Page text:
Five things for pharma marketers to know: Friday, November 7

Janet Woodcock
Janet Woodcock

Opioids without abuse-deterrent features will remain available—for now—Janet Woodcock, director of FDA's Center for Drug Evaluation and Research, tells BioCentury. Woodcock added that technology to prevent patients from abusing opioids is still in its “infancy,” and that there will be a “long path” to travel before the agency would require abuse-deterrent features as a condition to market opioids.

FDA's Oncologic Drugs Advisory Committee (ODAC) voted 5-2 against an accelerated approval of a combination of Novartis's Farydak (panobinostat) and J&J's Velcade (bortezomib) in patients with multiple myeloma as a second-line treatment, according to OncLive.  Farydak was granted a priority review from FDA in May. ODAC chair Deborah Armstrong said during the meeting, “I think we [the advisory committee] struggle when we don't see an overall survival benefit.” Another panelist, James Leibmann, from UMass Memorial Center, said that this “was a very difficult decision,” due to the activity in this disease, but he believes “the toxicity outweighed the marginal benefit in progress-free survival.” FDA is not required to follow the panel's recommendation.

Belgium's largest drugmaker, UCB, has agreed to sell its US generic drug business to Advent and Avista Capital Partners for $1.53 billion, Bloomberg tell us. UCB plans to use proceeds from the sale of its US specialty generics subsidiary, Kremers Urban Pharmaceuticals, to invest in the development of drugs in CNS and immunology.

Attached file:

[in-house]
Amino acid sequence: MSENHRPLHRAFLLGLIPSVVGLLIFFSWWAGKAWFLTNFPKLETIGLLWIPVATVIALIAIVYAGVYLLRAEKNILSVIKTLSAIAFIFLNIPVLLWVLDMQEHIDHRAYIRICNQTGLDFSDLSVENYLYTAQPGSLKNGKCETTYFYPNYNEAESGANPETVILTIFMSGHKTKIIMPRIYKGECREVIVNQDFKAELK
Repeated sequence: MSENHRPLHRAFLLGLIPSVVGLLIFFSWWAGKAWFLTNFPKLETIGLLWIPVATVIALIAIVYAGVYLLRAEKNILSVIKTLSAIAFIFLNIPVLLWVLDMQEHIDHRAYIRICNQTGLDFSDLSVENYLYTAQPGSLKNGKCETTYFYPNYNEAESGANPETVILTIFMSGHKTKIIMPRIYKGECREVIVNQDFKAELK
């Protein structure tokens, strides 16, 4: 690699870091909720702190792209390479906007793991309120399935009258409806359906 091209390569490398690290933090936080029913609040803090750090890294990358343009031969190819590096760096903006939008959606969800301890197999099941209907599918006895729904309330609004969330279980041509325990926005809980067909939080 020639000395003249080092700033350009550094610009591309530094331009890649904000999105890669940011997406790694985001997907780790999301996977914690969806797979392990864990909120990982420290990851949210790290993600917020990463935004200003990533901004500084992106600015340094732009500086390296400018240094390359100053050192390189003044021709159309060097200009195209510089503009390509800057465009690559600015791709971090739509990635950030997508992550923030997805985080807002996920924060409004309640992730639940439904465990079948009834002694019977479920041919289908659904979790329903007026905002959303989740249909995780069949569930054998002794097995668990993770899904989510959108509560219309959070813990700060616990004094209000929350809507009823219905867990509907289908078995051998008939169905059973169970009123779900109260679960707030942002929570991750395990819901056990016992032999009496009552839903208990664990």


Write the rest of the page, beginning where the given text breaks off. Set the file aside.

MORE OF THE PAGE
A newly developed antibiotic-free drug is effective at eradicating the MRSA superbug, a patient trial showed—making it one of the first effective alternatives in fighting MRSA without antibiotics, The Telegraph reported Thursday. Researchers from the Dutch biotech firm who developed the drug—Clinical Microbiologists at Micreos—hope to develop a pill or injectable version of the drug within five years.

Massachusetts Republican governor-elect Charlie Baker plans to address the state's opioid addiction epidemic early in his term, The Boston Globe tells us. Baker hopes to create a coalition of healthcare officials, elected Democrats and labor leaders to stem the abuse of prescription painkillers. “We have a prescription medication problem, which I think is where most of this starts,” he said. “And I think you need to involve the healthcare community in a pretty serious way in this conversation.”